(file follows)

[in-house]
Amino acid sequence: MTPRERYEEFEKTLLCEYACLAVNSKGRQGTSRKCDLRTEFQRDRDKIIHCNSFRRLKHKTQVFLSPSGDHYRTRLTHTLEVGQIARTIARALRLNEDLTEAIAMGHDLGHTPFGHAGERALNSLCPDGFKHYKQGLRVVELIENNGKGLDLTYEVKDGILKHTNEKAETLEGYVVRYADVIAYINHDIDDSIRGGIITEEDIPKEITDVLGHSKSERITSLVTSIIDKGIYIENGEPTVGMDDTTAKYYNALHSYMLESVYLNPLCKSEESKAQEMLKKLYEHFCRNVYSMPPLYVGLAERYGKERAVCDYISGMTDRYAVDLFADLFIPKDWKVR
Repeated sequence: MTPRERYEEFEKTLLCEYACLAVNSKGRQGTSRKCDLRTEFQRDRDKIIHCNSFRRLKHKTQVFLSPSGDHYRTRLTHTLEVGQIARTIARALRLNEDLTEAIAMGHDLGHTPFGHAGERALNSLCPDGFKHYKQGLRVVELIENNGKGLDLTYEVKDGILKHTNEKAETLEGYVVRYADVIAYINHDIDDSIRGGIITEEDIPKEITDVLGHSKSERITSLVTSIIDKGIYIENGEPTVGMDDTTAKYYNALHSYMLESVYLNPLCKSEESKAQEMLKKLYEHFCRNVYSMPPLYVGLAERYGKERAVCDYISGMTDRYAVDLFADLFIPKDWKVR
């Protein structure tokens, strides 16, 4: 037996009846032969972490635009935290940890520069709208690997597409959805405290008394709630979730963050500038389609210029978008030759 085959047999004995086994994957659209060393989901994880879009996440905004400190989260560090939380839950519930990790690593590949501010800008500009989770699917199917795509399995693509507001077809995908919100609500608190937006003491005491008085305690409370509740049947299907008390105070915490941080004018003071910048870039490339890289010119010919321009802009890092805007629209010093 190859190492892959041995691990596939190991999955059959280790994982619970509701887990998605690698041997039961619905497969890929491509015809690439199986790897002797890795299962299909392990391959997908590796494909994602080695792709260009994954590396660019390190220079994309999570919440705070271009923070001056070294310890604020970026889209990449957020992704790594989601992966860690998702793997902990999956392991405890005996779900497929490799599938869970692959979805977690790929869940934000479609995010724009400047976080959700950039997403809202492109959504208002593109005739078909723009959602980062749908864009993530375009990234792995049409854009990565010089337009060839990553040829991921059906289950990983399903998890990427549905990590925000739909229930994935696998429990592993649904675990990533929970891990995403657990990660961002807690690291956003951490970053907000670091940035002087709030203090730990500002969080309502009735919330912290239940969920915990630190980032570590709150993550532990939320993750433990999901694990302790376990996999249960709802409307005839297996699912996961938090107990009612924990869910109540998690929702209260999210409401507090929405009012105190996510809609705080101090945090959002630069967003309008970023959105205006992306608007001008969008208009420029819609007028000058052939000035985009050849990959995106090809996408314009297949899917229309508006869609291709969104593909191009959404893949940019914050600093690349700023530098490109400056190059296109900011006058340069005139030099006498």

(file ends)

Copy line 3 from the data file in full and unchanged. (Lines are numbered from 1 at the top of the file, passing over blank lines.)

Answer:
Repeated sequence: MTPRERYEEFEKTLLCEYACLAVNSKGRQGTSRKCDLRTEFQRDRDKIIHCNSFRRLKHKTQVFLSPSGDHYRTRLTHTLEVGQIARTIARALRLNEDLTEAIAMGHDLGHTPFGHAGERALNSLCPDGFKHYKQGLRVVELIENNGKGLDLTYEVKDGILKHTNEKAETLEGYVVRYADVIAYINHDIDDSIRGGIITEEDIPKEITDVLGHSKSERITSLVTSIIDKGIYIENGEPTVGMDDTTAKYYNALHSYMLESVYLNPLCKSEESKAQEMLKKLYEHFCRNVYSMPPLYVGLAERYGKERAVCDYISGMTDRYAVDLFADLFIPKDWKVR